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By Don Markus, The Baltimore Sun | August 14, 2013
Wave Ryder first gained national attention last November when Navy's junior safety was part of an answer on "Jeopardy. " The category was "Great College Football Names. " The answer - "Perhaps the most appropriate name ever, Wave Ryder, of this service academy. " Ryder said he heard about Alex Trebek mentioning his name on television from a friend who was watching the show "and was shocked as much as everyone else. " It wasn't that big a surprise when the same answer popped up again on another "Jeopardy" competition this summer.
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SPORTS
By Don Markus, The Baltimore Sun | August 14, 2013
Wave Ryder first gained national attention last November when Navy's junior safety was part of an answer on "Jeopardy. " The category was "Great College Football Names. " The answer - "Perhaps the most appropriate name ever, Wave Ryder, of this service academy. " Ryder said he heard about Alex Trebek mentioning his name on television from a friend who was watching the show "and was shocked as much as everyone else. " It wasn't that big a surprise when the same answer popped up again on another "Jeopardy" competition this summer.
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NEWS
By Madison Park and Madison Park,Sun Reporter | July 6, 2008
The Rev. Dave Simpson is not a pedantic scholar. And he does not devote his time playing in trivia leagues or memorizing factoids. But the Lutheran minister who likes to read won $90,901 during his five-game stint on the TV game show, Jeopardy. "You can't really study for Jeopardy," said Simpson, 46, an associate minister at the Trinity Lutheran Church in Joppa. "Brad Rutter, the biggest winner on the show, said you do well by a lifetime of paying attention. I've just been curious about things and read a lot."
NEWS
By Madison Park and Madison Park,Sun Reporter | July 6, 2008
The Rev. Dave Simpson is not a pedantic scholar. And he does not devote his time playing in trivia leagues or memorizing factoids. But the Lutheran minister who likes to read won $90,901 during his five-game stint on the TV game show, Jeopardy. "You can't really study for Jeopardy," said Simpson, 46, an associate minister at the Trinity Lutheran Church in Joppa. "Brad Rutter, the biggest winner on the show, said you do well by a lifetime of paying attention. I've just been curious about things and read a lot."
NEWS
By Adam Sachs and Adam Sachs,Staff Writer | October 7, 1993
When Alex Trebek asked the contestants which glands were responsible for producing milk, Columbia resident Joy Bell's eyes lighted up about as fast as her "Jeopardy!" console.Talk about a subject right up your alley. Ms. Bell, a child birth educator and lactation consultant at the Washington Hospital Center, said she chuckled at that one as she beat her two challengers to the buzzer."What are mammary glands?" she responded in the quirky style of the popular, long-running television quiz show in which contestants frame answers in the form of questions.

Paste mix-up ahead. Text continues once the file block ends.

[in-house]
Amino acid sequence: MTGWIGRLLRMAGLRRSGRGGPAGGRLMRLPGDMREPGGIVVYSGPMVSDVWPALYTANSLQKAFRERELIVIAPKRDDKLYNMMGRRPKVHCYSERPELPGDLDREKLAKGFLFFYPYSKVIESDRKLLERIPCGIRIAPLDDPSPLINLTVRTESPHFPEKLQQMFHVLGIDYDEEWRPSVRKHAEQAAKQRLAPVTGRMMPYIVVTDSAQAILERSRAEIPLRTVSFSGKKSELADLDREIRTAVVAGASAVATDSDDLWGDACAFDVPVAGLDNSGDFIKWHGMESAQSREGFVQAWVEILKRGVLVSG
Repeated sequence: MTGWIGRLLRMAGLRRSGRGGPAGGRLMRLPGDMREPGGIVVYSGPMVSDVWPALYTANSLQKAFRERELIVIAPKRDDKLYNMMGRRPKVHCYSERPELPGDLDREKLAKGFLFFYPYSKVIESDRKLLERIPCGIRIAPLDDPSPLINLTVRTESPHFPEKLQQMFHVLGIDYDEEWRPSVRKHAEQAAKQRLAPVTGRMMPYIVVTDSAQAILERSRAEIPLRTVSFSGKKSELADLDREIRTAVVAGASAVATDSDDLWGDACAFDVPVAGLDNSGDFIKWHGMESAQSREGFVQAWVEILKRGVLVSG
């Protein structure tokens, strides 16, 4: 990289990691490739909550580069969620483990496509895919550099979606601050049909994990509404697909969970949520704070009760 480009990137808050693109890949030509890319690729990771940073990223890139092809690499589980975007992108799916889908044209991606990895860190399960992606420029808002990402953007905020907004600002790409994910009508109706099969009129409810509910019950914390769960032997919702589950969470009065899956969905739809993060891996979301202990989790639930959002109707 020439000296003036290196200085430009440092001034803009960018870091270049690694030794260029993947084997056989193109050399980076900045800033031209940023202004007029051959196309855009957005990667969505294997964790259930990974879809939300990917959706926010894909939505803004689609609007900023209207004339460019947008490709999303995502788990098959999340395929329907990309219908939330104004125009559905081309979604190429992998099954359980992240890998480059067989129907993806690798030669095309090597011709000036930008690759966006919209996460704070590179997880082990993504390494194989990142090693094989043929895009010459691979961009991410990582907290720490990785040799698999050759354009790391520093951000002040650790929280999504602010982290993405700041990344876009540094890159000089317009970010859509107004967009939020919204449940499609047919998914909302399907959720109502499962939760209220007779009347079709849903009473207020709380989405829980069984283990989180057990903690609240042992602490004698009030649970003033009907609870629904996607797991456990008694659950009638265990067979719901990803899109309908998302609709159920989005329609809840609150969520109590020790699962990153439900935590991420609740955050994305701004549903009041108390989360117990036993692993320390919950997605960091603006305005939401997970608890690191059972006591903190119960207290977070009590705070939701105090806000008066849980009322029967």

FEATURES
By Dan Thanh Dang and Dan Thanh Dang,Sun Staff Writer | March 31, 1995
They came to Towson in pursuit of a dream: to meet Alex Trebek and, even more importantly, to win oodles of money on "Jeopardy!"They were 150 strong -- housewives, teachers, students, police officers and therapists -- all those annoying people in your life who always seem to know the answer to every question.For a couple of hours yesterday they left their real lives behind to prove they knew more obscure facts than anyone else and win a coveted chance to be a contestant on the popular TV quiz show.
TRAVEL
March 29, 2009
national cherry blossom festival Where:: Washington. When:: Now through April 12. What:: Annual Cherry Blossom Festival commemorates the gift of 3,000 cherry trees from the people of Tokyo to the people of Washington in 1912. Many activities and exhibits, including boat rides, film showings, the Freedom Walk, bike rides, a kite festival and more can be enjoyed by visitors. The annual parade, sponsored by Southwest Airlines, kicks off at 10 a.m. Saturday with a multitude of celebrity appearances, including singer Thelma Houston, Miss America 2009 Katie Stam, Elmo and Jeopardy!
ENTERTAINMENT
By David Zurawik and The Baltimore Sun | February 9, 2012